He talked about his own experiences during the war and became especially emotional when recalling how he was pulled from the midst of brutal fighting into a church where he was served a real Christmas dinner along with a few other lucky men. He talked about how luck ran out for some of those men when they were killed right after dinner, reentering the line. One of those men sat beside Ernie. The two of them are smiling, seemingly carefree, as they pose for the camera. He remembered the bagpipes playing in the background; a moving rendition of the Seaforth Regimental March, "The Piobaireachd of Donald Dhu".

When he returned home at the end of the war, his father announced excitedly that he had been listening to Matthew Halton’s broadcast on the radio from Ortona on Christmas Day that year. When he heard the Seaforth’s March Past, his heart leapt and he said, “Ernie’s having Christmas dinner”.

You can imagine Ernie’s shock when told the photo had nothing to do with the Ortona Christmas dinner.

As a Military Historian with a proud Seaforth lineage, I was fascinated by the clarity of Ernie Bagstad’s recollection of the event. I took every opportunity I could to get to know this wonderful veteran better and was compelled to action to sort out the controversy. If this was not the Seaforth’s regimental dinner, why was Ernie’s account of dinner that day so consistent with the iconic photograph? When the photograph is enlarged, Ernie’s face is clearly smiling at the camera.

Why was the photo not in sync with the documented report and collective memory of the Seaforth Highlanders’ dinner? If the so-called “Christmas Dinner” photograph was not actually taken at the Seaforth Christmas dinner, where and when was it taken?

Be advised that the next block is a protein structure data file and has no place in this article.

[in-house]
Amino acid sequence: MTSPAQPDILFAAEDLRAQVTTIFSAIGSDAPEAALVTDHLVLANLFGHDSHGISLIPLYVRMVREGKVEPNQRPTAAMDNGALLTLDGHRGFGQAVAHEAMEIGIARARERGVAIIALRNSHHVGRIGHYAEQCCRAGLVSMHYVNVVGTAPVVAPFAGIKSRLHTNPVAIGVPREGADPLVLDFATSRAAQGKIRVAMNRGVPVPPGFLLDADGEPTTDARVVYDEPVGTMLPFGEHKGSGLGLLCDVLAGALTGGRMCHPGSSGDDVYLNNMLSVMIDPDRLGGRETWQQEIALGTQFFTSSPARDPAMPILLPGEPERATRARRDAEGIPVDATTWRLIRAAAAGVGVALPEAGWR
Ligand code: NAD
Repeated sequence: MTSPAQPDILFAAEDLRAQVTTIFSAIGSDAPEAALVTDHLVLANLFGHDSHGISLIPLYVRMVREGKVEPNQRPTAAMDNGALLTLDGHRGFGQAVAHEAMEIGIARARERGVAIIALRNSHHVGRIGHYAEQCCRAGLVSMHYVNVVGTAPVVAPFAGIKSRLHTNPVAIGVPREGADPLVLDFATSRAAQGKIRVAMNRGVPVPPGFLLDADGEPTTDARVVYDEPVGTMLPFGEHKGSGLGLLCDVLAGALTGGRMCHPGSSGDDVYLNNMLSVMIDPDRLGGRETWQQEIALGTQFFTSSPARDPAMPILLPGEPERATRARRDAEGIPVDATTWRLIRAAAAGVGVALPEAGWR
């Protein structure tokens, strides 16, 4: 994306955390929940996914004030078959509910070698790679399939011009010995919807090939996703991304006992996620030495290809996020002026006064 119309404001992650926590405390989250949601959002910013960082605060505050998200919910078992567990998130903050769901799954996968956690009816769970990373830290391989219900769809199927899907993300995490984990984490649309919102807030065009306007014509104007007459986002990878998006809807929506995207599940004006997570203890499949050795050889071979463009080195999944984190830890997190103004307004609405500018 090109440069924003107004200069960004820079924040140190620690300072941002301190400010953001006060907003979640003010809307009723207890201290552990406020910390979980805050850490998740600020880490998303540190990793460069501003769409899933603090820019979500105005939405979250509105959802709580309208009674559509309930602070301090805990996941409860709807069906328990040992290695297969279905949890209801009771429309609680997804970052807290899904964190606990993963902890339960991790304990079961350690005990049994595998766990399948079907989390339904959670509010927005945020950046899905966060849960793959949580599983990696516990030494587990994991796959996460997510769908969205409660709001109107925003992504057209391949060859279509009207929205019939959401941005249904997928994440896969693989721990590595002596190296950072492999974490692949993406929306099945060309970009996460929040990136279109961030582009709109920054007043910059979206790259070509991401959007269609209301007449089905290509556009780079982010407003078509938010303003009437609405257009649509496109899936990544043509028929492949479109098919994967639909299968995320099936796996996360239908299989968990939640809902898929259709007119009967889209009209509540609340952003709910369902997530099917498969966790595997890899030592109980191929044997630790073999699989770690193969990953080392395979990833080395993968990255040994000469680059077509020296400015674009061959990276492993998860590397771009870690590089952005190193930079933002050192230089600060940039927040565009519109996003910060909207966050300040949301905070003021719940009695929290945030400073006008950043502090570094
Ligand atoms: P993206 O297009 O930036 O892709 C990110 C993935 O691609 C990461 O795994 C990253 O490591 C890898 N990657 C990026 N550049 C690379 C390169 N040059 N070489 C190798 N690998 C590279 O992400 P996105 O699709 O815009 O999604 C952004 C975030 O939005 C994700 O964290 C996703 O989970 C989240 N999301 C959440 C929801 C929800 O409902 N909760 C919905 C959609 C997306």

I visited Ortona in May 2008 determined to solve the mystery. Armed with the famous photo, I walked the streets of Ortona to ask the locals if they were familiar with the story. Every few feet I would stop and ask them and without hesitation, young and old, the people of Ortona, responding in broken english, confirmed that in the popular memory of the town, this was the Christmas Dinner. They then pointed me in the direction of the church of Santa Maria di Constantinopoli. Clearly, the photograph held the same iconographic status in Ortona as it once had for Canadians.

The next step was to find out if the walled structure in the background of the photo still existed. In the school next to the church, I spoke to some of the young teachers who knew the story but couldn’t quite locate the spot. They led me to the office of the old Abbot who presided over the church as, apparently, he knew everything there was to know about the church’s history. He had stepped out for the afternoon so I took down his name and phone number and left that trail for another day.

I wandered over to the church and looked around. It was empty but open and I was able to get a good look at the structure inside and out. I didn’t see anything at all that resembled the architectural details in the photograph. After some time scrutinizing the building a man walked up and asked if I needed assistance. He was the Director of the school and knew the history of the area well. I showed him the picture and asked him about the Christmas dinner. “Sure, sure!” He said in his thick Italian accent. “It was here, inside the church!”. I was skeptical that he understood fully what I was asking and wondered if everyone in Ortona had been brought up to believe this photo represented the Christmas dinner or if he knew more than I did. “Yes, but this photo, it wasn’t taken indoors, can you tell me where it might have been taken?”. “Of course”, he exclaimed, “this photo was taken in the Oratory, I will show you”.

He brought me outside through a maze of little hallways and doors until we arrived in the Oratory, a courtyard just outside the church. He gestured around the square and told me this is where the tables in the photograph were set up. He continued that TWO Christmas dinners had been served that day. The Seaforth’s were served inside the church, but there were others that were served simultaneously outside! The photograph was of the second dinner in the Oratory. Hence the confusion.